If you decided that your entire organization would have only one set of policies for everyone, you would simply modify the Default User and Default Computer policies. Whenever a client booted in your organization, it would retrieve the Default Computer policy and lock itself down (or unlock itself) according to that policy. Whenever a user logged on to that client, the Default User policy would apply and lock or unlock the settings for that account.

The default policies basically allowed you to lock down the desktop settings of the machine based on a series of template files, also known as ADM files. It was always possible to create your own ADM files or modify the existing ones with settings that corresponded to registry changes you wanted to make. If you created a new file, you just imported it into the tool and could then start applying the policy.

If you did not want just one policy for every computer and user in your organization, you could create policies for individual users, computers, or groups. When a client booted or a user logged on, the system would determine, according to a set of rules, which of the policies would apply to that computer or user. Only one policy was ever applied to a user or computer.

If you have downlevel clients that need policies applied to them, whether these policies already exist or need to be created from scratch, you need to fall back on the old system policies that were provided for use on these systems. You cannot use the Group Policy Object Editor to administer these older policies, so you will need to use the old System Policy Editor (poledit.exe) tool that has been reissued with Windows 2000 and later clients to manipulate such policies. The POL files generated by the System Policy Editor will still need to be placed in the NETLOGON share as they were under previous versions of Windows NT.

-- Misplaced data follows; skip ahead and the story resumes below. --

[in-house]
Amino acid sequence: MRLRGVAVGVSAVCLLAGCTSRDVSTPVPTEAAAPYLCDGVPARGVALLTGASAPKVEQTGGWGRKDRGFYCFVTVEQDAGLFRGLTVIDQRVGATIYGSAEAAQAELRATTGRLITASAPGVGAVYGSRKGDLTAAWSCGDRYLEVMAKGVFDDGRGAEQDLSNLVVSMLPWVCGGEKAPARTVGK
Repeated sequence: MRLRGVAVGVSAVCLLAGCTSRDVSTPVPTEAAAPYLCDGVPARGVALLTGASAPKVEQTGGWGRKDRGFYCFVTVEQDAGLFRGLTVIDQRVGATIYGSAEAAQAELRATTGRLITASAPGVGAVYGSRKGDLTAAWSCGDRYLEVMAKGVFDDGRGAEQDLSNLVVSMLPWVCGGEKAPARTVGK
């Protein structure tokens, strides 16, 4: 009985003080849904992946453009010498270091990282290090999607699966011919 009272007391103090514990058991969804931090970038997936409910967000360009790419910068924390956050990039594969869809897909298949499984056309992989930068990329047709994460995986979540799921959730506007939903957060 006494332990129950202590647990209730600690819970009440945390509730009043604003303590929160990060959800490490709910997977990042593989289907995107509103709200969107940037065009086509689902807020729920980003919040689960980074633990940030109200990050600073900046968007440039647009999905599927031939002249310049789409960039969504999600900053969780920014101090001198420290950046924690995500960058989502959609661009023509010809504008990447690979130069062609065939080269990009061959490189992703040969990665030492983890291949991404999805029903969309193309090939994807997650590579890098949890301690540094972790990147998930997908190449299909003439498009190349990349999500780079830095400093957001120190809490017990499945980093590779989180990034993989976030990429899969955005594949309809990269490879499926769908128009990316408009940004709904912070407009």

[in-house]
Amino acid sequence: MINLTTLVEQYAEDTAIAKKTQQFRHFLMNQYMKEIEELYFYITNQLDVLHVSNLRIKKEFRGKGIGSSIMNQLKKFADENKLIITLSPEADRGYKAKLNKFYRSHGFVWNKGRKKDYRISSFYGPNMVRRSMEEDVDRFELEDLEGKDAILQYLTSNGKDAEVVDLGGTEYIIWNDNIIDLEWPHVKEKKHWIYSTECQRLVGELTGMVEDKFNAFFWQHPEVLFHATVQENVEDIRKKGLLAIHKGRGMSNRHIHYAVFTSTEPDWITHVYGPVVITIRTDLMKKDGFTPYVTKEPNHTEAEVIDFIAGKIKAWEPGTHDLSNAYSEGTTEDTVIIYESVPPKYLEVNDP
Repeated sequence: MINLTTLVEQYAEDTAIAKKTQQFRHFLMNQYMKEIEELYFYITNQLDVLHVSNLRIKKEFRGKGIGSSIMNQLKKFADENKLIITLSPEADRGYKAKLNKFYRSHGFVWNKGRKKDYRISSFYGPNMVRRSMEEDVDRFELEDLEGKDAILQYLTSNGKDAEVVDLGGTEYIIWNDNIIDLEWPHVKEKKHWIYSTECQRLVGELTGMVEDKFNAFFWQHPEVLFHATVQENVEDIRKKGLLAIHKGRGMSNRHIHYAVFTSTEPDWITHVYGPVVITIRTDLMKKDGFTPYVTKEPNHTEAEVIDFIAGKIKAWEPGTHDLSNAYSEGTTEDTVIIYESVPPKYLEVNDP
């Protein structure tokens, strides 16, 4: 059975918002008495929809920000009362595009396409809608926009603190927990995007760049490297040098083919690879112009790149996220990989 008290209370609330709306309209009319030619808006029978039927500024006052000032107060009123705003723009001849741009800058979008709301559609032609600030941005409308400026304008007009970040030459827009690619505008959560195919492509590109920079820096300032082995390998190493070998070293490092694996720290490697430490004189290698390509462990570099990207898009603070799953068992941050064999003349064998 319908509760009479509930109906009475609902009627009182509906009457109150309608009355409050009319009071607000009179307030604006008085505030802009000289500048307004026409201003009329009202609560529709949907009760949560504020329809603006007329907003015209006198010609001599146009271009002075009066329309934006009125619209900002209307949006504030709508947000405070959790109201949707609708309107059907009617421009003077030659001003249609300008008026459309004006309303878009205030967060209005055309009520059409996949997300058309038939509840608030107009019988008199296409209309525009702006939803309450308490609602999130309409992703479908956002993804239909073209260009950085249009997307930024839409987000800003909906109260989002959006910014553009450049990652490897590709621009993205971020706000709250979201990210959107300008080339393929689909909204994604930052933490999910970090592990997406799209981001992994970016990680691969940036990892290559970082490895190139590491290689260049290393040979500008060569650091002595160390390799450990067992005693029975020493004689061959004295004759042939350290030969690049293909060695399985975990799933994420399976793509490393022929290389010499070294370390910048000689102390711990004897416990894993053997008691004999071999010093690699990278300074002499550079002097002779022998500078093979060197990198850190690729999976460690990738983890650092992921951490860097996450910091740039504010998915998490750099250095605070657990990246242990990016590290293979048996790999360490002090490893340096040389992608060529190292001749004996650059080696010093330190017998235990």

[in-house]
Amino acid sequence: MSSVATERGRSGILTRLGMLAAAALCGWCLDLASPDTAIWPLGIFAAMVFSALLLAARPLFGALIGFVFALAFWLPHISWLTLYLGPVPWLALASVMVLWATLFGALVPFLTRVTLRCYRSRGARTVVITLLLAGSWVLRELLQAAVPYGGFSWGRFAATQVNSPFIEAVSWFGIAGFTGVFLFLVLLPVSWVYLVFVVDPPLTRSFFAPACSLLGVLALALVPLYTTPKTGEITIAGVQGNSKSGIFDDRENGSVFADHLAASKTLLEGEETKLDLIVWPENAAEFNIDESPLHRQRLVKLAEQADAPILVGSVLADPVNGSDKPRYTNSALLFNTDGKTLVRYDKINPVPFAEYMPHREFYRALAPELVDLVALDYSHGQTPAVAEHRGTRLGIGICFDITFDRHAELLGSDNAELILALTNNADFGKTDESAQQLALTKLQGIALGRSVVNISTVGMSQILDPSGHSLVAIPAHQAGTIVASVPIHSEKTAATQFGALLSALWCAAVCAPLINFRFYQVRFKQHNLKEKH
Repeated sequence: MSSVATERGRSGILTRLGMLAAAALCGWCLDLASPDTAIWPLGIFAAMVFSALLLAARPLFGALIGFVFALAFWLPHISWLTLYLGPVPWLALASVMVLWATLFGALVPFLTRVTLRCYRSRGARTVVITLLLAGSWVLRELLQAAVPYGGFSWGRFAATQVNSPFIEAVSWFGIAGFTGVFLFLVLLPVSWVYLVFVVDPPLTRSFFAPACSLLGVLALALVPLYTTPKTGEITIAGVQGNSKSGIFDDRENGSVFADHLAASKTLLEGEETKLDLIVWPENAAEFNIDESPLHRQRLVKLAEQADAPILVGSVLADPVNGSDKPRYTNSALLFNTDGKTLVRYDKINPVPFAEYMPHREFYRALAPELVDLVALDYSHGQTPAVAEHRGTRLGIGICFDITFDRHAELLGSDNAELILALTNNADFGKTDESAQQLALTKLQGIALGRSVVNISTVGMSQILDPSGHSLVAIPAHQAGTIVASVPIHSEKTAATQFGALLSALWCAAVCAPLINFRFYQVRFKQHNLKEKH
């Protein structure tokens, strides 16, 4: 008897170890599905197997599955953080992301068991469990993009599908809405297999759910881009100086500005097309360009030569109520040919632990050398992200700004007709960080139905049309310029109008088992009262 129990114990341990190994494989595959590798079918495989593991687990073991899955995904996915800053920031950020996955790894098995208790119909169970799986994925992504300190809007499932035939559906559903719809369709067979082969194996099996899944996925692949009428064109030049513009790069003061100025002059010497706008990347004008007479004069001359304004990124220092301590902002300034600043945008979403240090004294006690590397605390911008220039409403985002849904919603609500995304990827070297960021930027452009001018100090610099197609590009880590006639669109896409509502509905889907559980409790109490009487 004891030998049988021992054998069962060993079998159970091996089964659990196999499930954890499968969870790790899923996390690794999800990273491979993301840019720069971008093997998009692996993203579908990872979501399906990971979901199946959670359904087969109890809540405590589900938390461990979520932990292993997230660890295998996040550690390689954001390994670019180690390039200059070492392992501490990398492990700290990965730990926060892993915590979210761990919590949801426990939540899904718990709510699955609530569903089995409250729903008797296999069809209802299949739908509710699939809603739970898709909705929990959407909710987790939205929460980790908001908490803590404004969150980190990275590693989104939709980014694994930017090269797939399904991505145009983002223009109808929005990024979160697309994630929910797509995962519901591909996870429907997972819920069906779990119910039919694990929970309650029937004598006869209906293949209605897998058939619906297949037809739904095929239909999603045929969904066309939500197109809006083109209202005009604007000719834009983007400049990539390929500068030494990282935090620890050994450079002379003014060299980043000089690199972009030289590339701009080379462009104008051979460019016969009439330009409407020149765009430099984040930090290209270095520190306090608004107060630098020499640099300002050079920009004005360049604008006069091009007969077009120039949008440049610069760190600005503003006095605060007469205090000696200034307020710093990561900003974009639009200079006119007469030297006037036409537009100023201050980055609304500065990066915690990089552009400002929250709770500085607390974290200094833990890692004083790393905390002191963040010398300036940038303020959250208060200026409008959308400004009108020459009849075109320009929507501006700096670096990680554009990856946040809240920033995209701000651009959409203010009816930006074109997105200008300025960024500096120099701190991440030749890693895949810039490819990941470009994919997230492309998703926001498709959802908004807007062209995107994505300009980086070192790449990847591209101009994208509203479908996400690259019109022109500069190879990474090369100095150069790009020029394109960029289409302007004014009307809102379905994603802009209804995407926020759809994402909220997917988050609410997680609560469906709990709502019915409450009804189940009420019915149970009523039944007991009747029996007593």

There is one benefit to administrators who have been using system policies to administer downlevel clients for some time; while the system policies themselves are not transferable, GPOs can be extended using ADM files of the exact format. This means that administrators can migrate their old template files over from system policies to GPOs as required.

If you have any system policy functionality that you wish to apply to your Windows 2000 or later clients, you will have to reimplement your system policies as GPOs because system policies are not upgraded when migrating to Active Directory.

We don't intend to cover system policies any more here since there are a number of white papers and other documents within Microsoft's Knowledge Base at http://support.microsoft.com that do the job very well. The best way to find them is to search for the string "System Policies."

How Policies Apply to Clients with Different Operating Systems

If you have a Windows NT 4.0 client in a workgroup or a domain, the only policies that can apply are downlevel Windows NT 4.0 policy (POL) file policies.

If you have a standalone Windows 2000, Windows XP, or Windows Server 2003 client or member server, policies are evaluated in the following order:

  • Downlevel Windows NT 4.0 policy (POL) file

  • Local GPO

If you have a Windows 2000 or later client or member server in a mixed-mode or Windows Server 2003 Interim domain, policies are evaluated in the following order:

  • Downlevel Windows NT 4.0 policy (POL) file

  • Local GPO

  • Site GPOs in priority order

  • Domain GPOs in priority order

  • Organizational Unit GPOs in priority order, applied in a hierarchical fashion down the tree ending with the Organizational Unit that the computer or user resides in

As this extends the LSDOU process to include Windows NT 4.0 system policies, this process is commonly written as 4LSDOU.